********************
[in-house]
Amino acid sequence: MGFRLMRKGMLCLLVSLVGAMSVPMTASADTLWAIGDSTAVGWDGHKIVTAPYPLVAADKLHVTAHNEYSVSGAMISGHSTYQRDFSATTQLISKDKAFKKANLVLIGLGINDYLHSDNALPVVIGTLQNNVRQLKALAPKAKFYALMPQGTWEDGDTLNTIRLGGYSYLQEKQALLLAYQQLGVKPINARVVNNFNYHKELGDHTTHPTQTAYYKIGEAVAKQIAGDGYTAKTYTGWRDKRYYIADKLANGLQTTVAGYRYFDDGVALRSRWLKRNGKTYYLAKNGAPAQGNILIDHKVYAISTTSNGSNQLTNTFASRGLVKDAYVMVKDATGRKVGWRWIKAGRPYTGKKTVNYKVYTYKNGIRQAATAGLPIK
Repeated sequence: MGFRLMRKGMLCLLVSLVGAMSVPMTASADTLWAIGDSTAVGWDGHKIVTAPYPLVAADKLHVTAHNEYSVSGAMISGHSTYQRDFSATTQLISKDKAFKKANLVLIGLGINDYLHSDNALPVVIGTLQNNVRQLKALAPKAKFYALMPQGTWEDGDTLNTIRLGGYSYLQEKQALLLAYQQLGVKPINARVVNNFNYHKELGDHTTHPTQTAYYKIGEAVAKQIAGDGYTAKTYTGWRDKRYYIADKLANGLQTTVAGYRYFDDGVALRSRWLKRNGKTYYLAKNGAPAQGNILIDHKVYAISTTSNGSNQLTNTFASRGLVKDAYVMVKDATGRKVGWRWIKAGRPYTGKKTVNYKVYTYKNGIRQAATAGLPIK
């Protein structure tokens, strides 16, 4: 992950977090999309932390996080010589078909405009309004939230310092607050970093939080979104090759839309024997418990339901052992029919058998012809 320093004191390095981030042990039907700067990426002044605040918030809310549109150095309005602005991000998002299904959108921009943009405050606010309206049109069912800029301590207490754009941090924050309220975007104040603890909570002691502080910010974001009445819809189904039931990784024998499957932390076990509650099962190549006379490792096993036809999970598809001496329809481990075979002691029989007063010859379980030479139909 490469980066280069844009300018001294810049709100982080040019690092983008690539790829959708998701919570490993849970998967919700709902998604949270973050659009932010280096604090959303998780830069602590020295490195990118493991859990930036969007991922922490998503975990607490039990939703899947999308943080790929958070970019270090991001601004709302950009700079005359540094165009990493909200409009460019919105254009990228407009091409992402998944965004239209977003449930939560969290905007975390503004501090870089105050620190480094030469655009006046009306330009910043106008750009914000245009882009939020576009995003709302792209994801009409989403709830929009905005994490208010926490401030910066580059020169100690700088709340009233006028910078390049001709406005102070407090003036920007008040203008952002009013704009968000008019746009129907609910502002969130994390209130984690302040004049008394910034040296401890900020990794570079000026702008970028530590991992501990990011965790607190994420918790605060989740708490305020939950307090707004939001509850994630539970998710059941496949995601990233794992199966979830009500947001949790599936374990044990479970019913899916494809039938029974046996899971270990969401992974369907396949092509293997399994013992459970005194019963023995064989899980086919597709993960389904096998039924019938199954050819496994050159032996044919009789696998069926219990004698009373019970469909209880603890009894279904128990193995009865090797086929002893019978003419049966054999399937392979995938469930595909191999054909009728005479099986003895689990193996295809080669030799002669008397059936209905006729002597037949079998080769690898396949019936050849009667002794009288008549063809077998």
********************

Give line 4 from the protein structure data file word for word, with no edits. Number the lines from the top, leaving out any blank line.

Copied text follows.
């Protein structure tokens, strides 16, 4: 992950977090999309932390996080010589078909405009309004939230310092607050970093939080979104090759839309024997418990339901052992029919058998012809 320093004191390095981030042990039907700067990426002044605040918030809310549109150095309005602005991000998002299904959108921009943009405050606010309206049109069912800029301590207490754009941090924050309220975007104040603890909570002691502080910010974001009445819809189904039931990784024998499957932390076990509650099962190549006379490792096993036809999970598809001496329809481990075979002691029989007063010859379980030479139909 490469980066280069844009300018001294810049709100982080040019690092983008690539790829959708998701919570490993849970998967919700709902998604949270973050659009932010280096604090959303998780830069602590020295490195990118493991859990930036969007991922922490998503975990607490039990939703899947999308943080790929958070970019270090991001601004709302950009700079005359540094165009990493909200409009460019919105254009990228407009091409992402998944965004239209977003449930939560969290905007975390503004501090870089105050620190480094030469655009006046009306330009910043106008750009914000245009882009939020576009995003709302792209994801009409989403709830929009905005994490208010926490401030910066580059020169100690700088709340009233006028910078390049001709406005102070407090003036920007008040203008952002009013704009968000008019746009129907609910502002969130994390209130984690302040004049008394910034040296401890900020990794570079000026702008970028530590991992501990990011965790607190994420918790605060989740708490305020939950307090707004939001509850994630539970998710059941496949995601990233794992199966979830009500947001949790599936374990044990479970019913899916494809039938029974046996899971270990969401992974369907396949092509293997399994013992459970005194019963023995064989899980086919597709993960389904096998039924019938199954050819496994050159032996044919009789696998069926219990004698009373019970469909209880603890009894279904128990193995009865090797086929002893019978003419049966054999399937392979995938469930595909191999054909009728005479099986003895689990193996295809080669030799002669008397059936209905006729002597037949079998080769690898396949019936050849009667002794009288008549063809077998």